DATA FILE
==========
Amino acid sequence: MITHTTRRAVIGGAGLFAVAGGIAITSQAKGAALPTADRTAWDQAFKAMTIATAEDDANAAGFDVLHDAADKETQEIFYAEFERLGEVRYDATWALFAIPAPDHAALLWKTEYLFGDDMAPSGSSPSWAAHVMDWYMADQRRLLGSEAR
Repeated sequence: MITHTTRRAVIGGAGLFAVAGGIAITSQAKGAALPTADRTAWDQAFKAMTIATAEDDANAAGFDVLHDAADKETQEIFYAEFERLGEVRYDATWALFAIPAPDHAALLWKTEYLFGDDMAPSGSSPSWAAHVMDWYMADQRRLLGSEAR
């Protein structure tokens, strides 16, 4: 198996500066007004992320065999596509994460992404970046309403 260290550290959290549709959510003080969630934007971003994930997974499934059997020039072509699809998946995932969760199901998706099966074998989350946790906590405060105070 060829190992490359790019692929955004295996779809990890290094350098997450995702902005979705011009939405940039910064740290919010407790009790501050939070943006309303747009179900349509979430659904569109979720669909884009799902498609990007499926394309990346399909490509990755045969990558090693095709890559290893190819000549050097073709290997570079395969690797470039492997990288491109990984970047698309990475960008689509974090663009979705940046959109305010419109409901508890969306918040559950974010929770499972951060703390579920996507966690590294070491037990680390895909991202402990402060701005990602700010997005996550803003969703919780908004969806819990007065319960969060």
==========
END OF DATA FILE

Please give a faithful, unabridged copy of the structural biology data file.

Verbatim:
Amino acid sequence: MITHTTRRAVIGGAGLFAVAGGIAITSQAKGAALPTADRTAWDQAFKAMTIATAEDDANAAGFDVLHDAADKETQEIFYAEFERLGEVRYDATWALFAIPAPDHAALLWKTEYLFGDDMAPSGSSPSWAAHVMDWYMADQRRLLGSEAR
Repeated sequence: MITHTTRRAVIGGAGLFAVAGGIAITSQAKGAALPTADRTAWDQAFKAMTIATAEDDANAAGFDVLHDAADKETQEIFYAEFERLGEVRYDATWALFAIPAPDHAALLWKTEYLFGDDMAPSGSSPSWAAHVMDWYMADQRRLLGSEAR
């Protein structure tokens, strides 16, 4: 198996500066007004992320065999596509994460992404970046309403 260290550290959290549709959510003080969630934007971003994930997974499934059997020039072509699809998946995932969760199901998706099966074998989350946790906590405060105070 060829190992490359790019692929955004295996779809990890290094350098997450995702902005979705011009939405940039910064740290919010407790009790501050939070943006309303747009179900349509979430659904569109979720669909884009799902498609990007499926394309990346399909490509990755045969990558090693095709890559290893190819000549050097073709290997570079395969690797470039492997990288491109990984970047698309990475960008689509974090663009979705940046959109305010419109409901508890969306918040559950974010929770499972951060703390579920996507966690590294070491037990680390895909991202402990402060701005990602700010997005996550803003969703919780908004969806819990007065319960969060």